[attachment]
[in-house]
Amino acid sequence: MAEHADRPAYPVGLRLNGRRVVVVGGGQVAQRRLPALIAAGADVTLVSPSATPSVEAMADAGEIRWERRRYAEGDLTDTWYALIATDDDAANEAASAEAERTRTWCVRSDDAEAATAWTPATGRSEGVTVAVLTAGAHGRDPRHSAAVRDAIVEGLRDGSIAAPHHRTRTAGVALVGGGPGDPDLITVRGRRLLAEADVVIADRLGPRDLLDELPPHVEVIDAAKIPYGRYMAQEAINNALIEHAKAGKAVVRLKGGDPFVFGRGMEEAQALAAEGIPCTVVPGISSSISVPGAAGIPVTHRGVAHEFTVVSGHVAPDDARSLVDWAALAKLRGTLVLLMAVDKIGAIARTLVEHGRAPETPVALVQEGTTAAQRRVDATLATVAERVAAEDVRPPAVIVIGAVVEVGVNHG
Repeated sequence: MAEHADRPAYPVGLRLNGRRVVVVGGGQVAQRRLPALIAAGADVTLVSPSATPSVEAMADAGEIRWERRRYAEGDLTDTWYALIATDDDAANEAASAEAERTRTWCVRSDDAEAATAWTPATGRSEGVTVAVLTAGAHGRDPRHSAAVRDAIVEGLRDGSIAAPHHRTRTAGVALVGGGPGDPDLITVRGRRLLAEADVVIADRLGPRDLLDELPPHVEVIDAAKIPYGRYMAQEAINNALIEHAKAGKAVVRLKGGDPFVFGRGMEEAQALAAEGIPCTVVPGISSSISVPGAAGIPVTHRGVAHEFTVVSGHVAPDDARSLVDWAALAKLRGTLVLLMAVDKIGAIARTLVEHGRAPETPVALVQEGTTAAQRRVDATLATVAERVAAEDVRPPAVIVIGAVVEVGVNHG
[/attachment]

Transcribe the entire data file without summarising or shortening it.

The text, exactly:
[in-house]
Amino acid sequence: MAEHADRPAYPVGLRLNGRRVVVVGGGQVAQRRLPALIAAGADVTLVSPSATPSVEAMADAGEIRWERRRYAEGDLTDTWYALIATDDDAANEAASAEAERTRTWCVRSDDAEAATAWTPATGRSEGVTVAVLTAGAHGRDPRHSAAVRDAIVEGLRDGSIAAPHHRTRTAGVALVGGGPGDPDLITVRGRRLLAEADVVIADRLGPRDLLDELPPHVEVIDAAKIPYGRYMAQEAINNALIEHAKAGKAVVRLKGGDPFVFGRGMEEAQALAAEGIPCTVVPGISSSISVPGAAGIPVTHRGVAHEFTVVSGHVAPDDARSLVDWAALAKLRGTLVLLMAVDKIGAIARTLVEHGRAPETPVALVQEGTTAAQRRVDATLATVAERVAAEDVRPPAVIVIGAVVEVGVNHG
Repeated sequence: MAEHADRPAYPVGLRLNGRRVVVVGGGQVAQRRLPALIAAGADVTLVSPSATPSVEAMADAGEIRWERRRYAEGDLTDTWYALIATDDDAANEAASAEAERTRTWCVRSDDAEAATAWTPATGRSEGVTVAVLTAGAHGRDPRHSAAVRDAIVEGLRDGSIAAPHHRTRTAGVALVGGGPGDPDLITVRGRRLLAEADVVIADRLGPRDLLDELPPHVEVIDAAKIPYGRYMAQEAINNALIEHAKAGKAVVRLKGGDPFVFGRGMEEAQALAAEGIPCTVVPGISSSISVPGAAGIPVTHRGVAHEFTVVSGHVAPDDARSLVDWAALAKLRGTLVLLMAVDKIGAIARTLVEHGRAPETPVALVQEGTTAAQRRVDATLATVAERVAAEDVRPPAVIVIGAVVEVGVNHG